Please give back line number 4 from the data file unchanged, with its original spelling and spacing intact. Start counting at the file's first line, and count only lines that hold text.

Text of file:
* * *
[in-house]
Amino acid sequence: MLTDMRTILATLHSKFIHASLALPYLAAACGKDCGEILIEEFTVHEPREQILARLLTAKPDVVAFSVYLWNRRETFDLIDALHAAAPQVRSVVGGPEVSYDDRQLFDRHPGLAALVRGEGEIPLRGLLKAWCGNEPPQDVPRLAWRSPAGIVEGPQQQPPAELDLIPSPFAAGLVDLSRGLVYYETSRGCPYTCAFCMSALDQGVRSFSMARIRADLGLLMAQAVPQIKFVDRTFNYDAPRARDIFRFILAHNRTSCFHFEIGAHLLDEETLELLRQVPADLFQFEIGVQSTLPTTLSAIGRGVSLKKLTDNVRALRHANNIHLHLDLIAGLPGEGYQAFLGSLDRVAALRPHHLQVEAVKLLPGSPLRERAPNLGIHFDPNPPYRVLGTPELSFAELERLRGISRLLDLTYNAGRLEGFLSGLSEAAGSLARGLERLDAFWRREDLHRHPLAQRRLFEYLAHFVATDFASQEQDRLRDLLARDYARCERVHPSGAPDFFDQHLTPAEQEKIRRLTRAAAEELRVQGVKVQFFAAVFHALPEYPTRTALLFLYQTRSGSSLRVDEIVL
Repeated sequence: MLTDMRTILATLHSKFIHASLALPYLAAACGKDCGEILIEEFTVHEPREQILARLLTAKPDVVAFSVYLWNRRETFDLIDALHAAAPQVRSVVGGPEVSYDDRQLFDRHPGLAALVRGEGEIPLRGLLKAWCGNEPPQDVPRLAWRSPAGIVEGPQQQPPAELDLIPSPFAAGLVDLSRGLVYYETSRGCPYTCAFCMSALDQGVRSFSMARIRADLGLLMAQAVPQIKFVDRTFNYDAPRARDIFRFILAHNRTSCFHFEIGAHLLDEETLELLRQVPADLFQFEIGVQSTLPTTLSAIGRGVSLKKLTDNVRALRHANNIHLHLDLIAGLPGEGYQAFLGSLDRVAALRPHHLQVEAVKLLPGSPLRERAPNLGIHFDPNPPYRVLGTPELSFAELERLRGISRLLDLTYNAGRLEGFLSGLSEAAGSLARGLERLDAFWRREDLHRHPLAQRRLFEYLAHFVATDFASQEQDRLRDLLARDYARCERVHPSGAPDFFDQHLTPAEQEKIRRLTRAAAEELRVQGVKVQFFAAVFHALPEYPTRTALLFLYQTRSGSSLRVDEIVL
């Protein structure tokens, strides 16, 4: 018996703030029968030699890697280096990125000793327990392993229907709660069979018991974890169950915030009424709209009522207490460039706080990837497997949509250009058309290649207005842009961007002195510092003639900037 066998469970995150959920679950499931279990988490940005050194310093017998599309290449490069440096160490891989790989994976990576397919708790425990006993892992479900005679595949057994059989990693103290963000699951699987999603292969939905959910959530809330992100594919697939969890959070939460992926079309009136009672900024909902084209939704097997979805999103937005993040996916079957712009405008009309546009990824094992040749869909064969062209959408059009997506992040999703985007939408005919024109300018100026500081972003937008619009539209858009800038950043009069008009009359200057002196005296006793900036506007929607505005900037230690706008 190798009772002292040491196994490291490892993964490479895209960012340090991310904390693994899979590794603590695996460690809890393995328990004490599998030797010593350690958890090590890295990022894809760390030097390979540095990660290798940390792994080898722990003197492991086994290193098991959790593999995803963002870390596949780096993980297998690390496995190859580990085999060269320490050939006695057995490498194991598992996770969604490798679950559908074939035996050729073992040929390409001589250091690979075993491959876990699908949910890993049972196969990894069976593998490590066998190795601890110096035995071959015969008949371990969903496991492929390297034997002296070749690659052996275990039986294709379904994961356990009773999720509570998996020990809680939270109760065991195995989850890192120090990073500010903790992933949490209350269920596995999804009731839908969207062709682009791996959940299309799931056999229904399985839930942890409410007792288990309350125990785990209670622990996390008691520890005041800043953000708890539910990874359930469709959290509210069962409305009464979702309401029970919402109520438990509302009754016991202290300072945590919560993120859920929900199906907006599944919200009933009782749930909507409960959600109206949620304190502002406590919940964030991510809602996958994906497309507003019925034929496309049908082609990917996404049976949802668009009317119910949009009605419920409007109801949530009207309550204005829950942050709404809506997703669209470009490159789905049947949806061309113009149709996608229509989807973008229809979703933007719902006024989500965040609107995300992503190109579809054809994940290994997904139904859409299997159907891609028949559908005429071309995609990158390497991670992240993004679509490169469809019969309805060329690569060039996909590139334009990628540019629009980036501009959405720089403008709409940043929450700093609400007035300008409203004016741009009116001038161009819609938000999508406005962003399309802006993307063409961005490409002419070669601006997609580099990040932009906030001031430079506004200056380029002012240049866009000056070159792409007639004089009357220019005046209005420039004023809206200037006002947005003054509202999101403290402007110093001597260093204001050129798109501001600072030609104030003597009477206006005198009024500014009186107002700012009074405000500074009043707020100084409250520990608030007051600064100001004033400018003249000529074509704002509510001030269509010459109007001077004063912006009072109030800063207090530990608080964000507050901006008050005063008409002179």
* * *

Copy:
């Protein structure tokens, strides 16, 4: 018996703030029968030699890697280096990125000793327990392993229907709660069979018991974890169950915030009424709209009522207490460039706080990837497997949509250009058309290649207005842009961007002195510092003639900037 066998469970995150959920679950499931279990988490940005050194310093017998599309290449490069440096160490891989790989994976990576397919708790425990006993892992479900005679595949057994059989990693103290963000699951699987999603292969939905959910959530809330992100594919697939969890959070939460992926079309009136009672900024909902084209939704097997979805999103937005993040996916079957712009405008009309546009990824094992040749869909064969062209959408059009997506992040999703985007939408005919024109300018100026500081972003937008619009539209858009800038950043009069008009009359200057002196005296006793900036506007929607505005900037230690706008 190798009772002292040491196994490291490892993964490479895209960012340090991310904390693994899979590794603590695996460690809890393995328990004490599998030797010593350690958890090590890295990022894809760390030097390979540095990660290798940390792994080898722990003197492991086994290193098991959790593999995803963002870390596949780096993980297998690390496995190859580990085999060269320490050939006695057995490498194991598992996770969604490798679950559908074939035996050729073992040929390409001589250091690979075993491959876990699908949910890993049972196969990894069976593998490590066998190795601890110096035995071959015969008949371990969903496991492929390297034997002296070749690659052996275990039986294709379904994961356990009773999720509570998996020990809680939270109760065991195995989850890192120090990073500010903790992933949490209350269920596995999804009731839908969207062709682009791996959940299309799931056999229904399985839930942890409410007792288990309350125990785990209670622990996390008691520890005041800043953000708890539910990874359930469709959290509210069962409305009464979702309401029970919402109520438990509302009754016991202290300072945590919560993120859920929900199906907006599944919200009933009782749930909507409960959600109206949620304190502002406590919940964030991510809602996958994906497309507003019925034929496309049908082609990917996404049976949802668009009317119910949009009605419920409007109801949530009207309550204005829950942050709404809506997703669209470009490159789905049947949806061309113009149709996608229509989807973008229809979703933007719902006024989500965040609107995300992503190109579809054809994940290994997904139904859409299997159907891609028949559908005429071309995609990158390497991670992240993004679509490169469809019969309805060329690569060039996909590139334009990628540019629009980036501009959405720089403008709409940043929450700093609400007035300008409203004016741009009116001038161009819609938000999508406005962003399309802006993307063409961005490409002419070669601006997609580099990040932009906030001031430079506004200056380029002012240049866009000056070159792409007639004089009357220019005046209005420039004023809206200037006002947005003054509202999101403290402007110093001597260093204001050129798109501001600072030609104030003597009477206006005198009024500014009186107002700012009074405000500074009043707020100084409250520990608030007051600064100001004033400018003249000529074509704002509510001030269509010459109007001077004063912006009072109030800063207090530990608080964000507050901006008050005063008409002179």